By Cyril Tuohy
St. Paul-based financial services provider Securian Financial Group, looking to attract new talent, keep existing advisers and expand its adviser network, will focus its future recruiting efforts on nine markets, the company has announced.
The change represents a more focused approach to talent recruitment.
Atlanta, home to WealthSpan Financial Group, which joined the Securian Financial Network in April, is one of the markets Securian is targeting.
“We’ve analyzed the characteristics of the market where our existing firms have had great success, factored in our approach to recruiting and looked at demographics and economic profiles of metro areas across the U.S.” said Tony Martins, vice president of individual career distribution with Securian Financial Group, in a news release. But a Securian spokeswoman declined to say what other markets the company was targeting.
Securian Financial is sensitive to what it calls the “cultural criteria” used to recruit new financial advisers, and uses a hybrid model known as The Securian Advantage. The model allows agencies to retain their independence and their entrepreneurial and service-oriented approach while benefiting from the scale and support of broker-dealer services offered by Securian.
Roger Fishel, for example, general manager of WealthSpan, was named associate managing partner at Securian, which will grant him extra training, support and mentoring, in this case by Mike White, a founder and managing partner of Richmond, Va.-based Virginia Asset Management.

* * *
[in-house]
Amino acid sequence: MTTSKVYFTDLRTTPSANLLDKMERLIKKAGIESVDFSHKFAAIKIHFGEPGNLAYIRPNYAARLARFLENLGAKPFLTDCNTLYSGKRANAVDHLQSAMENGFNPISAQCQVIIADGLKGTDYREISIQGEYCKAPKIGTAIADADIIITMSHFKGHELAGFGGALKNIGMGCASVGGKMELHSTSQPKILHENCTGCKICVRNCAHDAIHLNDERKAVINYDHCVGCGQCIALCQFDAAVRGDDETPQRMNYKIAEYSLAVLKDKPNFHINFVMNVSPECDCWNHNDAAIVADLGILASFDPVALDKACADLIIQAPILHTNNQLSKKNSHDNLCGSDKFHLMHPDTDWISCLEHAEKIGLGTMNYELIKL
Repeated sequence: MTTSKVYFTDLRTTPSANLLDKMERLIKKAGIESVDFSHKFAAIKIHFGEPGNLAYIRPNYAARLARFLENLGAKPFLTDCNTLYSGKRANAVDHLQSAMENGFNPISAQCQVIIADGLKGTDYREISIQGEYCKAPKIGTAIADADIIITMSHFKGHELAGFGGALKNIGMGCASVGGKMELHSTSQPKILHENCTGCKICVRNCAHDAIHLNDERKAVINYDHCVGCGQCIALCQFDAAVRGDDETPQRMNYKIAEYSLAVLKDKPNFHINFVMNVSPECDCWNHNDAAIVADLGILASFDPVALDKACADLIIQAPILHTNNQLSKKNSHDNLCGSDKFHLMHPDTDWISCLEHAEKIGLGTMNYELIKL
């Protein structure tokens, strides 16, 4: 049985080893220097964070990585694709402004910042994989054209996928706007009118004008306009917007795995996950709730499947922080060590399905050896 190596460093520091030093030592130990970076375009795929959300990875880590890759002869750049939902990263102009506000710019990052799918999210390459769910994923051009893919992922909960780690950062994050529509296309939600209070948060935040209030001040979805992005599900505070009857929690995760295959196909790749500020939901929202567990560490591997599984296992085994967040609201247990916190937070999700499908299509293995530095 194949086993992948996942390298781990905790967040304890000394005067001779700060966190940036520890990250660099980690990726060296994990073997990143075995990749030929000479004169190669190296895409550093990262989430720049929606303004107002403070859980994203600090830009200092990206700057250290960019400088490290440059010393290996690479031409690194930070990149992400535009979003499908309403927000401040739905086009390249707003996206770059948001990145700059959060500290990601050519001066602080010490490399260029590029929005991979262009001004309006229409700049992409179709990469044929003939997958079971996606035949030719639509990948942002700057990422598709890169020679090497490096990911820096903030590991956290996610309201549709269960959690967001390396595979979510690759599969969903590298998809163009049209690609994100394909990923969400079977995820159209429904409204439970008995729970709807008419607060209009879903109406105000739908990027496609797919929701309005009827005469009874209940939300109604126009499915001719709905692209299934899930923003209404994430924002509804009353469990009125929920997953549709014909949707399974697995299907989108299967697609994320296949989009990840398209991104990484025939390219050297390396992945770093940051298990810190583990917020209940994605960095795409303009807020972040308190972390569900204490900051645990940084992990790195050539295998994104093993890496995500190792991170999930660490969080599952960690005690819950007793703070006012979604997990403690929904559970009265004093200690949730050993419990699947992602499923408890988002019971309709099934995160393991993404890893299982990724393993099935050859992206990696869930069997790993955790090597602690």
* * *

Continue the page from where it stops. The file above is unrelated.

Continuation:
As Securian scours the nine metropolitan area landscapes for advisers to join its network, the company will look for established firms that want a change, Martins also said.
Talent recruitment has emerged as one of the most pressing issues facing the industry and mentoring programs are one way to increase the chances that young financial advisers will remain in the industry and produce for a sponsoring employer.
The average age of advisers is rising and there is not enough young blood replacing retiring advisers.
A report published earlier this year by Cerulli Associates finds that the number of financial advisers will fall to 297,515 by the end of 2016, from 316,109 at the end of 2011.
Cyril Tuohy is a writer based in Pennsylvania. He has covered the financial services industry for more than 15 years. He can be reached at Cyril.Tuohy@innfeedback.com.
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